Replacing the ML2430-HS1 MnLiO2 Rechargeable Lithium RTC battery in the LeCroy Series 93XX Digital Storage Oscilloscopes Note: Under no circumstances should a non-rechargeable battery be installed in the CPU board as the circuitry on the board trickle charges the battery. Charging a non-rechargeable (primary) Lithium battery can cause the battery to overheat and explode. Best case it would make a mess of the insides of your scope. Worst case you would rather not know. There are only so many perfect scopes in this world and it would be a shame to ruin yours. (Paraphrased with great liberty from the movie “The Princess Bride”) Just like in school read this entire document before doing anything. Take your time. Now for the standard disclaimer: NOTE: USE ONLY THE CELL SPECIFIED BELOW. THE INFORMATION IN THIS DOCUMENT IS BELIEVED TO BE CORRECT, HOWEVER, AS YOU MIGHT GUESS THE AUTHOR CANNOT ASSUME RESPOSIBILITY FOR YOUR WORK. IF YOU HAVE DOUBTS IN YOUR ABILITY TO DO ANY OF THE WORK REQUIRED, PLEASE FIND A COMPETENT ELECTRONICS TECHNICIAN WHO KNOWS HOW TO USE A SOLDERING IRON AND HOW TO WORK AROUND CRTS! Step 1: Turn the scopes’ power off and disconnect the power plug. It is best to remove the CPU card from the instrument to replace the battery. This will greatly reduce the risk of solder balls or solder splashes from falling into the instrument. Believe me, it can happen, and you may not even notice it until you turn on the power! The section of the 9314 series maintenance manual dealing with disassembly of the instrument is duplicated below for reference. Warnings: FIRST OF ALL WEAR SAFETY GLASSES WHEN WORKING WITH CRT’S AND HOT SOLDER •
Take note of all cables that you disconnect so that you know exactly how they were connected. A digital camera is great for this purpose! Take special care with ribbon cables that run along the backside of circuit boards to prevent scraping or puncturing the cable insulation. Troubleshooting intermittent shorts is never fun. Do not place too much sideways pressure on any of the control knobs as the shafts of the encoders are plastic and can be sheared off easier than you might think. Before removing the CRT/Front Panel Assembly, discharge the second anode (HV) connector to the frame ground (metal rear panel chassis) of the scope. Disconnect all of the connectors before removing the CRT. When removing, support the CRT by the bell, never the neck. Take extra care that you do not bump the neck or move the deflection yoke when removing the assembly. If you are lucky enough to have a front panel cover use it to cover the CRT/Front Panel Assembly after you remove it. If you do not have the front cover, get some 2 inch soft polyurethane foam (the type used for upholstery) to set the assembly upon. Put the CRT/Front Panel assembly aside. For added protection, find a strong cardboard box that is taller than the CRT/Front Panel Assembly and large enough to cover the entire assembly. Place the box over the assembly, inverted bottom side up. Keep pets and children of all ages away from the work and parts staging area until the scope is fully reassembled.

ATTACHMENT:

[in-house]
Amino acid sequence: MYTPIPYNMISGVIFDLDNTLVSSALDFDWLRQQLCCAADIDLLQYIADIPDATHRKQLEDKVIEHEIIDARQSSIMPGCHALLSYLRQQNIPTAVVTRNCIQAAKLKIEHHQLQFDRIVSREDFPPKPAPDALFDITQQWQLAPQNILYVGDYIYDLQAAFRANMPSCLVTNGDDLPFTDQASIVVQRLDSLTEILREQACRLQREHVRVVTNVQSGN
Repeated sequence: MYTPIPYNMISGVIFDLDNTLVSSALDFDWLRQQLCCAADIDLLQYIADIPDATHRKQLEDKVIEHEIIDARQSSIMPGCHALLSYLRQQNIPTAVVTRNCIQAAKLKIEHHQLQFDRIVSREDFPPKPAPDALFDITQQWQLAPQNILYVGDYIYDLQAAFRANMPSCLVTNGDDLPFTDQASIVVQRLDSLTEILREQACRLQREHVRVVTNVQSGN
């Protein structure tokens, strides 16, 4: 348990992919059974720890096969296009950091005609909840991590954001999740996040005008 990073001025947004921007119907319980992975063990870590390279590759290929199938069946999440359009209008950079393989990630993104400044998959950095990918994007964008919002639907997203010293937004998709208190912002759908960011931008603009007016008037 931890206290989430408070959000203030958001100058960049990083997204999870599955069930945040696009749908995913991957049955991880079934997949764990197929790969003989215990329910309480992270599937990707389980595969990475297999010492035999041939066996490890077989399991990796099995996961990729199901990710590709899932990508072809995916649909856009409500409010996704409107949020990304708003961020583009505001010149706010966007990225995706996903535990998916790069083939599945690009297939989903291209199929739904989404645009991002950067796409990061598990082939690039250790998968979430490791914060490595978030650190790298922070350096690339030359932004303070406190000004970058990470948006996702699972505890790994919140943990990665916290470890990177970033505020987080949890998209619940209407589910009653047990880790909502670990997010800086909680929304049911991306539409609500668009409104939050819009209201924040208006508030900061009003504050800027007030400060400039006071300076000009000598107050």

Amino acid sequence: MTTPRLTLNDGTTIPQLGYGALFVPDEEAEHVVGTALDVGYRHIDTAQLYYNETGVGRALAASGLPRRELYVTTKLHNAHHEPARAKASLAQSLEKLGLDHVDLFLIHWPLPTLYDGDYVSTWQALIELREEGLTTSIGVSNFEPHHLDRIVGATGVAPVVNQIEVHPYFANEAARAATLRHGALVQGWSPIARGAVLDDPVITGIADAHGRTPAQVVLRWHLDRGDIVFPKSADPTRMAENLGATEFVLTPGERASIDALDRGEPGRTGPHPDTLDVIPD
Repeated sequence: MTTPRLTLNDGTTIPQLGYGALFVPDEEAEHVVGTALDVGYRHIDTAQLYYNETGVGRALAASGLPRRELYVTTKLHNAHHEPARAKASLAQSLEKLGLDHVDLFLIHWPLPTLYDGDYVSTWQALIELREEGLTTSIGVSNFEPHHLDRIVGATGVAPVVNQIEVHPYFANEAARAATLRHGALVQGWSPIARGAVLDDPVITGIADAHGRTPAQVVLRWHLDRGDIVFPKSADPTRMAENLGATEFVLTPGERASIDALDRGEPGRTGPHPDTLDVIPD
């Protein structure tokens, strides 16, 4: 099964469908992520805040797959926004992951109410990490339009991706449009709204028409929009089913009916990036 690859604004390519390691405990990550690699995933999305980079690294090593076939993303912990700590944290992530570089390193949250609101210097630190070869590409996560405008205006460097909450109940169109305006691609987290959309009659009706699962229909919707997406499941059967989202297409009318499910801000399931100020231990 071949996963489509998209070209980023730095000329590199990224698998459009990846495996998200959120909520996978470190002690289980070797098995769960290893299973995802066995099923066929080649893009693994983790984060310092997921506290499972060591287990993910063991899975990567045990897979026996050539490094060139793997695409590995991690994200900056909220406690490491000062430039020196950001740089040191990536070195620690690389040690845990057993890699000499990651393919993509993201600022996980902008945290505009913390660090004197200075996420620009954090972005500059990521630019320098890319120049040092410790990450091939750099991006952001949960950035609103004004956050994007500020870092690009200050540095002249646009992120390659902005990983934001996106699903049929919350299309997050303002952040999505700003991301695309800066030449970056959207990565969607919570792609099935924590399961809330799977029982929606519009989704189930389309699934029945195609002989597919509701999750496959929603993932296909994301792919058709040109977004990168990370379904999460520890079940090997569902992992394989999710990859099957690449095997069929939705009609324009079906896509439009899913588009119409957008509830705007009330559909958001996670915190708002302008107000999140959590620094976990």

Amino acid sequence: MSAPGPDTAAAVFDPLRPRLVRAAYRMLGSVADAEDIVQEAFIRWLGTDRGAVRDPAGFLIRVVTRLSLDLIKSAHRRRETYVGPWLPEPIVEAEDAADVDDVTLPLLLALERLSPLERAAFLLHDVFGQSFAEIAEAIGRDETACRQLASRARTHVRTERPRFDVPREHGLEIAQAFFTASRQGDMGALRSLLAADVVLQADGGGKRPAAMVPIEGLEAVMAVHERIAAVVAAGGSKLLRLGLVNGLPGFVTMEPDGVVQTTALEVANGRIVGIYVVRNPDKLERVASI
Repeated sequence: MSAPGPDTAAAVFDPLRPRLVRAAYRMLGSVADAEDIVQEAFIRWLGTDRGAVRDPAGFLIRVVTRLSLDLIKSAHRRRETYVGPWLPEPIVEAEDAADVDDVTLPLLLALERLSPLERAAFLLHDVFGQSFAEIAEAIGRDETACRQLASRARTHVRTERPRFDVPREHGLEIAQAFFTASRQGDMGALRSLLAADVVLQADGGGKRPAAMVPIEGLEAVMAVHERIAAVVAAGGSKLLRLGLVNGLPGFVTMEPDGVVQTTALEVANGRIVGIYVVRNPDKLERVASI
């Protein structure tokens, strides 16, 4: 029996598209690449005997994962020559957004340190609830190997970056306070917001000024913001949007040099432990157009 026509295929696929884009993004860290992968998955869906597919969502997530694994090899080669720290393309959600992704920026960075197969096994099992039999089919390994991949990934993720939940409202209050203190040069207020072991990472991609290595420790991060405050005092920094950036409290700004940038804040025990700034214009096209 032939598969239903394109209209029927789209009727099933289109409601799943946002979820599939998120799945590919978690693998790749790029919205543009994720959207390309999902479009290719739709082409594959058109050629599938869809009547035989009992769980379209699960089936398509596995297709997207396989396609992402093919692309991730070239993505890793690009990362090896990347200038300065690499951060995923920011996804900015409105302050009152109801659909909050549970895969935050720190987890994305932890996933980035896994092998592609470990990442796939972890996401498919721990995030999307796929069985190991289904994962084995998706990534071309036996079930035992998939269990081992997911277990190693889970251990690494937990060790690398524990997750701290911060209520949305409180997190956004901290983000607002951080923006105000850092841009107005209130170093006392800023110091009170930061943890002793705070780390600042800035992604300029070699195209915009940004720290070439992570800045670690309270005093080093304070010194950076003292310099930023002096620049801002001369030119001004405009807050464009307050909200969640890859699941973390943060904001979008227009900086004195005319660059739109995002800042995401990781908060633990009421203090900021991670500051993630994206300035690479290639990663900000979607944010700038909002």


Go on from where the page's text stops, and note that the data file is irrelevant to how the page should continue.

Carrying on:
Step 2 – CPU Board Removal Disconnect the ribbon cables from the CPU board. There is a large one in the rear, and two in the front. These cables connect to the CRT driver board and the front panel board. You probably disconnected them when you separated the CRT/Front Panel Assembly. Pull the CPU board straight up. You may have to gently rock the board back and forth to free it from the connector. If should take very little force to free the board. Measure the new battery voltage with a DMM. Note the reading. Chances are that the battery will arrive to you partially if not fully charged. Remove the old battery and solder the new one in place noting the position of the tab. The correct position is positive side up. After soldering the battery in place, measure the voltage by placing the positive probe on the top of the battery, and the negative probe on one of the large square ground pads near the gray connector at the bottom of the board. See the picture of a typical CPU2 PCB below for details. The voltage that you measure should be fairly close to the voltage that you measured above. If your measured voltage is drastically different, then you may have a short or leakage in the battery circuit or the battery has a weak surface charge. Time to get out the CPU schematics and do some troubleshooting. This exercise is left up to the reader as they say… Re-install the CPU board and reassemble the scope in reverse order. Refer to the manual reprint section below for details. Take care around the CRT (don’t bump it) and the knobs/encoder shafts as stated earlier. When re-installing the CRT/Front Panel Assembly, the hardest part of the re-assembly process is locating the position of the MC01 front slot that guides the PCMCIA card insertion Step 3 – Check Out Power up the scope and go to the utilities menu and set the time and date. You might want to check the battery voltage between the positive terminal and any convenient ground and make note of the reading. After being powered on for several hours, you can recheck the battery and confirm that it is being charged. When measured with the instrument power off, the voltage should be greater than the voltage noted when the battery was measured as received. You will also notice that on the system status screen, the last digits of the serial number are all zeros. To fix this you need a GPIB card and a PC running LeCroy ScopeExplorer. Use the terminal mode to send commands and refer to the “Scopes Tips and Tricks” Excel spreadsheet (located in the files section of the LeCroy_Owners_Group) under the GPIB tab to reset the serial number.
THE BATTERY IS AVAILABLE FROM www.batterystore.com for $5.50 each (USD) PICTURE OF LECROY CPU2 (68020) 9300-1 (THE CPU3 IS SIMILAR IN CONSTRUCTION)